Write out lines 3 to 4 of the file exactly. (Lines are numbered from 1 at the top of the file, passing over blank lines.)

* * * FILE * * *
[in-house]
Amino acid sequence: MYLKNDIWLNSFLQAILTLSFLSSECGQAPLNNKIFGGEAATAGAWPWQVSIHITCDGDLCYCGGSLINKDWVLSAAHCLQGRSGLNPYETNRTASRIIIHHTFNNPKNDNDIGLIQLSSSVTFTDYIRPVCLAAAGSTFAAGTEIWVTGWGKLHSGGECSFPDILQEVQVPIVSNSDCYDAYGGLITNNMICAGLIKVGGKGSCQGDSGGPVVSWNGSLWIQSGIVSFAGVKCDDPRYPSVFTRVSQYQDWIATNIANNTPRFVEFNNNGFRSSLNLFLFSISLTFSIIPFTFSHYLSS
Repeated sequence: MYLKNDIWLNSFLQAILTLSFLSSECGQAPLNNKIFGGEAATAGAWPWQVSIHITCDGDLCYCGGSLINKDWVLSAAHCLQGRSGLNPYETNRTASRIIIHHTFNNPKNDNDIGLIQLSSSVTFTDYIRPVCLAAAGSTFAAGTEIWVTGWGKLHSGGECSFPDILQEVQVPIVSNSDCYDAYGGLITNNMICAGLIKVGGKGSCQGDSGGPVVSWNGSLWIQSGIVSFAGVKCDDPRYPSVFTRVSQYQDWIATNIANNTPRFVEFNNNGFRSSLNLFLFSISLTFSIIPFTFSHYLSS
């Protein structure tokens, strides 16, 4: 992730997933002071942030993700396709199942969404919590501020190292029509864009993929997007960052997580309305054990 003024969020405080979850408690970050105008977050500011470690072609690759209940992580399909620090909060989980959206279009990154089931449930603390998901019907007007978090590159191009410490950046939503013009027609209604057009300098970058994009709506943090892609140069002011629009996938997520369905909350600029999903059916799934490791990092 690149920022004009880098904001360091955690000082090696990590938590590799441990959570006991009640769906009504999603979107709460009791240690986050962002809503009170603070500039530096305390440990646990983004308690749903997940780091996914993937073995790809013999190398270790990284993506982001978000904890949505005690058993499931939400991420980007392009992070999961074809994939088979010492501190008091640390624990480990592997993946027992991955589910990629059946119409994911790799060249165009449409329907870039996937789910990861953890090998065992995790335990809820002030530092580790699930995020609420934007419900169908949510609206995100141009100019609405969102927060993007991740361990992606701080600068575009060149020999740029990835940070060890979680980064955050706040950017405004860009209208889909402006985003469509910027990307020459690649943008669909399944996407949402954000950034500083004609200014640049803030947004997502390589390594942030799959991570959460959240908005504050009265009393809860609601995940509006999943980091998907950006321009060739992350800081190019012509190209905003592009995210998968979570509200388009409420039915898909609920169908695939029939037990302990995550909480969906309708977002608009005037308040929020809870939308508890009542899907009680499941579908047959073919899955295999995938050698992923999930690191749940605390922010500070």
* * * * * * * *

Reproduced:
Repeated sequence: MYLKNDIWLNSFLQAILTLSFLSSECGQAPLNNKIFGGEAATAGAWPWQVSIHITCDGDLCYCGGSLINKDWVLSAAHCLQGRSGLNPYETNRTASRIIIHHTFNNPKNDNDIGLIQLSSSVTFTDYIRPVCLAAAGSTFAAGTEIWVTGWGKLHSGGECSFPDILQEVQVPIVSNSDCYDAYGGLITNNMICAGLIKVGGKGSCQGDSGGPVVSWNGSLWIQSGIVSFAGVKCDDPRYPSVFTRVSQYQDWIATNIANNTPRFVEFNNNGFRSSLNLFLFSISLTFSIIPFTFSHYLSS
């Protein structure tokens, strides 16, 4: 992730997933002071942030993700396709199942969404919590501020190292029509864009993929997007960052997580309305054990 003024969020405080979850408690970050105008977050500011470690072609690759209940992580399909620090909060989980959206279009990154089931449930603390998901019907007007978090590159191009410490950046939503013009027609209604057009300098970058994009709506943090892609140069002011629009996938997520369905909350600029999903059916799934490791990092 690149920022004009880098904001360091955690000082090696990590938590590799441990959570006991009640769906009504999603979107709460009791240690986050962002809503009170603070500039530096305390440990646990983004308690749903997940780091996914993937073995790809013999190398270790990284993506982001978000904890949505005690058993499931939400991420980007392009992070999961074809994939088979010492501190008091640390624990480990592997993946027992991955589910990629059946119409994911790799060249165009449409329907870039996937789910990861953890090998065992995790335990809820002030530092580790699930995020609420934007419900169908949510609206995100141009100019609405969102927060993007991740361990992606701080600068575009060149020999740029990835940070060890979680980064955050706040950017405004860009209208889909402006985003469509910027990307020459690649943008669909399944996407949402954000950034500083004609200014640049803030947004997502390589390594942030799959991570959460959240908005504050009265009393809860609601995940509006999943980091998907950006321009060739992350800081190019012509190209905003592009995210998968979570509200388009409420039915898909609920169908695939029939037990302990995550909480969906309708977002608009005037308040929020809870939308508890009542899907009680499941579908047959073919899955295999995938050698992923999930690191749940605390922010500070």